"We start an episode with a story board, and we'll have a pretty good idea of what we want. But once you get on the sets, it's not just the director, DP and the crew. The actors on our show are endlessly creative. They'll come up with another idea -- 'What if I do it like this...?' -- that completely changes what you thought your execution was going to be.
"The preference on 'Pushing Daisies' is always that you go with the better idea. No matter what you go in with, if somebody comes up with a better idea and you can execute it, you execute it. 'Awesome, lets do that. Lets put it in.' And then it's up to the production crew and everybody else to see how to get it done."
It sounds hairy, but William thinks that in this kind of crunch time, the visual effects team has it easy. "These people who have to design and build these sets when somebody comes up with something amazing comes up at the last second -- they pull it out of the hat! That's endlessly amazing to me. This didn't exist yesterday but now we're sitting in this room, and it's shaped like a beehive. I don't know how they do it."
EXPERIENCES AND EXPECTATIONS
It's difficult to build complicated effects on the fly, but the unexpected is expected. Not unexpected disasters -- everybody has those. But the knowledge that things will change if a better idea shows up.
"Part of the fun is getting the picture on the negative, and figuring out whether we can pull off the effect in post," says William. The visual effects department has to make sure it looks good, but also that it doesn't impact the production time too much. There's simply no extra time to add to the schedule, and budgets are budgets, and that's all there is to that.
The key for William is a very deep understanding of what it takes to shoot something, what's needed to augment the shot, and what's possible to accomplish in post in a given timeframe.
This knowledge has come from a wide range of experiences. "My very first job was camera assist on an IMAX film. That led to doing motion control, which led to doing miniatures and animations for features and television. Then I began working with VFX in live action and commercials, and started blending it all together.
"That helped me with visual effects because I understand what it takes to get it on the negative in the first place. I can talk with the director of photography about lenses and exposure, which probably a lot of other visual effects people don't.
"I make the effort because I want my visual effects shots to blend seamlessly with whatever the DP is doing. Both in terms of exposure and lighting and everything else inside the camera, and also in terms of camera movement.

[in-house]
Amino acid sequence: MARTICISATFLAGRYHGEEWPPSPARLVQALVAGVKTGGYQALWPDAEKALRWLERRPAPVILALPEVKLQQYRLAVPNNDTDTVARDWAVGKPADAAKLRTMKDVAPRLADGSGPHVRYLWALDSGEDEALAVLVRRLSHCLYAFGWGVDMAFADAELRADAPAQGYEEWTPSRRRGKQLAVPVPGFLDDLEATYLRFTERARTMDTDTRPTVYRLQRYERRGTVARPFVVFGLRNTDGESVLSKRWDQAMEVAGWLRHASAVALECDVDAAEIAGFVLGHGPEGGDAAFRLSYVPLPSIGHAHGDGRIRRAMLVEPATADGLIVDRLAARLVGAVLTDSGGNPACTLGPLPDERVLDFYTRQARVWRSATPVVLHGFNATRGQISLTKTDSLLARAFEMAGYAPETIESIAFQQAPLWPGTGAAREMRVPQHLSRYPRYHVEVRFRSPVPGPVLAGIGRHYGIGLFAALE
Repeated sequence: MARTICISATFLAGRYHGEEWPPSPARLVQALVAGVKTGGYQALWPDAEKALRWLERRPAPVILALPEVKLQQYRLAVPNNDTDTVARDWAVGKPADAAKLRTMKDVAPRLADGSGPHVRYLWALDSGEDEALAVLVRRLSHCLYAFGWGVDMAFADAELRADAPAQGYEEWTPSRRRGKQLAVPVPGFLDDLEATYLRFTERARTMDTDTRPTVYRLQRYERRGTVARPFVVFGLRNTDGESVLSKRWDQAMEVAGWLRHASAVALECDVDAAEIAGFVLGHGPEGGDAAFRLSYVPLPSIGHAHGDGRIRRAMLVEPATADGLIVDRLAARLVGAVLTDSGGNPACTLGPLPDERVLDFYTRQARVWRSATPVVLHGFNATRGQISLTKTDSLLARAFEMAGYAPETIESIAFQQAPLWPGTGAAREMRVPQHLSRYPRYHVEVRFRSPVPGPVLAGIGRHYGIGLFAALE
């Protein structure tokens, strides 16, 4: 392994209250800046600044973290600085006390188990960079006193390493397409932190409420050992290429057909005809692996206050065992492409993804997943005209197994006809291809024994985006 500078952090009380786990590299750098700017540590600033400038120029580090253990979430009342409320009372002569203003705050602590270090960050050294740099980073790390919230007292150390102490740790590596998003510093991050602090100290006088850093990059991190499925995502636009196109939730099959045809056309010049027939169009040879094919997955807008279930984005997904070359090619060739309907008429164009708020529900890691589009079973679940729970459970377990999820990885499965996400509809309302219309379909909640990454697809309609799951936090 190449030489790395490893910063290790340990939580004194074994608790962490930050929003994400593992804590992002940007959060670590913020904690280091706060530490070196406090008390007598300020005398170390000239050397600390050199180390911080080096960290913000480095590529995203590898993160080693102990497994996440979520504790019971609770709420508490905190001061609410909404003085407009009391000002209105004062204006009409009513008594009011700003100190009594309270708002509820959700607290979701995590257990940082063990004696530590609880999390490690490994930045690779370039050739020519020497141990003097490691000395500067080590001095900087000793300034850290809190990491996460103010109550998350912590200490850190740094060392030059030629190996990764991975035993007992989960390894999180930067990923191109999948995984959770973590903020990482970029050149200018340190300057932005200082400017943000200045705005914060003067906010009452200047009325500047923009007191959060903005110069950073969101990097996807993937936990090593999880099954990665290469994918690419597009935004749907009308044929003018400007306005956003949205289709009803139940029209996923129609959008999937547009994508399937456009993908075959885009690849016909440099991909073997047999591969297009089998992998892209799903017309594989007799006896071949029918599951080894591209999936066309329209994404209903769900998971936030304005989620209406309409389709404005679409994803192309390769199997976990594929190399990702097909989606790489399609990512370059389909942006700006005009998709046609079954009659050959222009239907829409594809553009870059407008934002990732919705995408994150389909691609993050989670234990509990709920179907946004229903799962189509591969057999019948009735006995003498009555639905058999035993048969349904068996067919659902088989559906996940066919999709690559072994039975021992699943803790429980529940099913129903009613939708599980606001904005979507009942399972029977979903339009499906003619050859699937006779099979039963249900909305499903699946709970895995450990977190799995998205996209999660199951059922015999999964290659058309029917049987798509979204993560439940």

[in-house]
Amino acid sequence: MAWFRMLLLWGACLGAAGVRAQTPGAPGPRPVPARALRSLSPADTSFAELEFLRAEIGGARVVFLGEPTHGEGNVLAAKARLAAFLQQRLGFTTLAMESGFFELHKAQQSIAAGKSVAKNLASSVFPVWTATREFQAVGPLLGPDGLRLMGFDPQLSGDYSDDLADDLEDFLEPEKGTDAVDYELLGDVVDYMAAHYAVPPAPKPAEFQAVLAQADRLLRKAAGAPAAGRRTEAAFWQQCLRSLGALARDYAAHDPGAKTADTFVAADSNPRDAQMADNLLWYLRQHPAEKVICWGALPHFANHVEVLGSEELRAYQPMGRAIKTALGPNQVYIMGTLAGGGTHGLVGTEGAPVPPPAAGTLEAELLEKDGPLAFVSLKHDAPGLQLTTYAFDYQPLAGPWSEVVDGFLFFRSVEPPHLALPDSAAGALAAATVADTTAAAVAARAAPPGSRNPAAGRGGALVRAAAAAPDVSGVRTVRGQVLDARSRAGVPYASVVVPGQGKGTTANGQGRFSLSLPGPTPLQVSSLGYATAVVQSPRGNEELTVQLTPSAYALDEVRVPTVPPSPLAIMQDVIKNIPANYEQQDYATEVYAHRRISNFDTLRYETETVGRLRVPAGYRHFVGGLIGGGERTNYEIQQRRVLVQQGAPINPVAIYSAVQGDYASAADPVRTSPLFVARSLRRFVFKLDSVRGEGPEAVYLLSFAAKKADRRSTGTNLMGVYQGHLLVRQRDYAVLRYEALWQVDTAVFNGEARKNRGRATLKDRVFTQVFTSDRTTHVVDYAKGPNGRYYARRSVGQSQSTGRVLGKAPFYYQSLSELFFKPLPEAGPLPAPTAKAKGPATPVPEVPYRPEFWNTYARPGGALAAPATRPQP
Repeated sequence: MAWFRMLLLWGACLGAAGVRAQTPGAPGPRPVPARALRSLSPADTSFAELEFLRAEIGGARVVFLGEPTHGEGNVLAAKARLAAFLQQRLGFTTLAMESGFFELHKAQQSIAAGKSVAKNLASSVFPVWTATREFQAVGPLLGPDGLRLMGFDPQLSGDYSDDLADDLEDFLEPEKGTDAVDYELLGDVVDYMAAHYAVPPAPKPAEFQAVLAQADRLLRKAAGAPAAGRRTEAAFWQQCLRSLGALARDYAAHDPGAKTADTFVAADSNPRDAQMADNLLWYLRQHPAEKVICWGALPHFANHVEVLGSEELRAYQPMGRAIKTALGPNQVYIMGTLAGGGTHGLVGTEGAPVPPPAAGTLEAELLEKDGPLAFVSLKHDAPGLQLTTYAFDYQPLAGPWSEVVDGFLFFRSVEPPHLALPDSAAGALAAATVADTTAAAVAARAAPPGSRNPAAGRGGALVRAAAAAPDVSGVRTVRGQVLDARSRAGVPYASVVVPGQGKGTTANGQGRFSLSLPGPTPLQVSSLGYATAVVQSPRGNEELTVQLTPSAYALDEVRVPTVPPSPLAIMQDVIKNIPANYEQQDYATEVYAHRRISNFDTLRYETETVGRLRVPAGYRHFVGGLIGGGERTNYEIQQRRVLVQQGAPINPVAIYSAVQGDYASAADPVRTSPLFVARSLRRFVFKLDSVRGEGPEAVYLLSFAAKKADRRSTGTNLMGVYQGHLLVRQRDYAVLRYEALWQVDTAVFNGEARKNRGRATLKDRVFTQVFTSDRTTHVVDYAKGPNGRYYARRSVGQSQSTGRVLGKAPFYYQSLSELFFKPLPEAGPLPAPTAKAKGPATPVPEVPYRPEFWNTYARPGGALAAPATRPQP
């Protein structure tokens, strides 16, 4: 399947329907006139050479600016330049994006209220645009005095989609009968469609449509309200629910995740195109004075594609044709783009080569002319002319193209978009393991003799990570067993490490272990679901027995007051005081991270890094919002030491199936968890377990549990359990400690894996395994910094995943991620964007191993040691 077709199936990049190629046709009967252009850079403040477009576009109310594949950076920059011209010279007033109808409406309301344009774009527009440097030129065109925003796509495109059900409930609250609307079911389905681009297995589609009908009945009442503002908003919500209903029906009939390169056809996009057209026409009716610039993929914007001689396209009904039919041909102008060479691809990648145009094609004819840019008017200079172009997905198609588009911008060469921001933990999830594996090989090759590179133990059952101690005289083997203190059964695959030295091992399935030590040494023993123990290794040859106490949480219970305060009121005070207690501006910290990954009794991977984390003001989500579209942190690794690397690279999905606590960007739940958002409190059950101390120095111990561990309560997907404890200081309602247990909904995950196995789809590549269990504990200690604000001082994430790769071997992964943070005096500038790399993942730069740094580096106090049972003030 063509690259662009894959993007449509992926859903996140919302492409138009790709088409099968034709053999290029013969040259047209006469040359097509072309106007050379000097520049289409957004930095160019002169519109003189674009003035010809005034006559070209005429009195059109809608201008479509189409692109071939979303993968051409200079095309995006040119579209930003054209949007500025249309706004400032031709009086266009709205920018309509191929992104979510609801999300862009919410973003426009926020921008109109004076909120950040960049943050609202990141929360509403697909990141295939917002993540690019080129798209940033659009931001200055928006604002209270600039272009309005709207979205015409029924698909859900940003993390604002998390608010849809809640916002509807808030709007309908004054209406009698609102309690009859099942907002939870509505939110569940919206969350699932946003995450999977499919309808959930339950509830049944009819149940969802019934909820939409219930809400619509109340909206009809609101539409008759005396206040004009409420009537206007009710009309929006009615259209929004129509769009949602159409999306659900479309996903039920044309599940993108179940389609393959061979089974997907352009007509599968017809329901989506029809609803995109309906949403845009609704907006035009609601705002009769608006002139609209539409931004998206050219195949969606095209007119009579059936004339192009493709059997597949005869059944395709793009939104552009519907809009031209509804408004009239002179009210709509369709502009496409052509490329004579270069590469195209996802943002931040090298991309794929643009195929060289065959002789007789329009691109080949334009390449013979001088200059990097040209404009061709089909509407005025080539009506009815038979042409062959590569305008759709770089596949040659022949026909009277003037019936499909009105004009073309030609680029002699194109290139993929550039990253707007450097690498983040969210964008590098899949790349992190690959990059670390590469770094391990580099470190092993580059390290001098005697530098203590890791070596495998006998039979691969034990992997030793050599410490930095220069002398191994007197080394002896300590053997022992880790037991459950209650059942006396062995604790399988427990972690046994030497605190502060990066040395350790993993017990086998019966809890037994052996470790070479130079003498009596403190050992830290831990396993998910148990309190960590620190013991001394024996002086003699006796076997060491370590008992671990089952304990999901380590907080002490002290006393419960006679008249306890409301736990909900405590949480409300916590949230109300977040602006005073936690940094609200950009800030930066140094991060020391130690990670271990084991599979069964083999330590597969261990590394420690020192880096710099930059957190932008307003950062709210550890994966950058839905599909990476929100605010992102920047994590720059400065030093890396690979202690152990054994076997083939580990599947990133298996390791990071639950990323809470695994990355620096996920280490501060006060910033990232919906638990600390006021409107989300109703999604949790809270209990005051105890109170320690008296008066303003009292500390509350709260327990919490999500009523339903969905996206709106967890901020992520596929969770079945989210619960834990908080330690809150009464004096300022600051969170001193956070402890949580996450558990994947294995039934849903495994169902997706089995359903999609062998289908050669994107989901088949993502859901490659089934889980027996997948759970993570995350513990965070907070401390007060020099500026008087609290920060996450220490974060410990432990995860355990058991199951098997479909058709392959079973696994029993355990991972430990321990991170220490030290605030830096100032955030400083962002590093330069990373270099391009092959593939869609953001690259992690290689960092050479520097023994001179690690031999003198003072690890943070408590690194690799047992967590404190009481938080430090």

"So I frequently try to get into the head of the DP and the Director as well as the Production Designer. Because for a show like ours, it's up to the visual effects department to come up with something that FITS. We have to see through other people's eyes, how they're going to do accomplish what THEY have to do.
"Ultimately they still have approval. I still bounce all of my design shots off the production designer just to make sure it jibes with what he's doing. Or he might have knowledge about what's coming up in another episode, so that the choices we make now will have to work for specific story points we have upcoming."
Being so involved with so many aspects of the production is a big part of how William keeps learning. "Now matter how long we're at this, it's never the same shot," he says. "Talking to a matte painter, CG artist, the camera crew -- 'We just finished this feature, we had this problem, this how we solved it.' There's always going to be some sort of wrinkle and it's important to keep stretching into what you don't know.
"Because this isn't like a typical show."
One of William's great rewards comes when people have no idea what he's done. "It kills me that some of the work is so good that even people in the show don't know that it's there," he laughs.
He points to a small set that's just a corner where two apartment doors meet. It's maybe 15 feet long.
Pushing Daisies set representing the Bradbury Building, before.
But in keeping with the show's visual ambition, they wanted to make the hall look like it was in the Bradbury building, an iconic location for dozens of films, starting with "Double Indemnity" in 1944, and able to accommodate the futuristic vision of "Blade Runner."
Its "outside of time" character made the Bradbury perfect for 'Pushing Daisies,' but the budget didn't allow for even a single standard location shot. "So they paid for me to go in there on a Sunday. I think I took 2,000 photographs with my digital camera. I was there all day. We used the pictures to create a digital version of the Bradbury building so complete that we have the camera move all through it.
"Our crew saw the result and asked, 'When did you go shoot the Bradbury building? Because the footage cuts right in with our set.' I hear this from colleagues, too, 'Hey, great shot inside the Bradbury.'
"And you really can't see the difference between the physical set and the very specific extension of one of the city's most well-known interiors. You know what, I know where to look and I don't see the seams either. I just love that!"
He says the same thing about his reel: his favorite thing about it is that people can't tell what he's done - which is exactly what gets him hired.
"There are certain things that are more obvious, but the effects I like best are the ones where if I saw them in another film, I would have no idea there was any art involved."
And actually, "art" is exactly the context that William see his work in -- not so much the fine art that inspires some of his work as it is "like the old school. The visual effects department is just another department, like the art department. We're not using effects to draw a crowd. We're decorating an environment, just as if we were on a set or on location.
Matte painting of The Most Beautiful Swamp In The World. The circus in the background is the same one pictured earlier in this article.
"But we're creating that environment from scratch. I love these sort of 'production enhancement' shots that are just beautiful, and make it feel like a much, much, much more expensive show than it really is."
You heard the man. Not a typical show.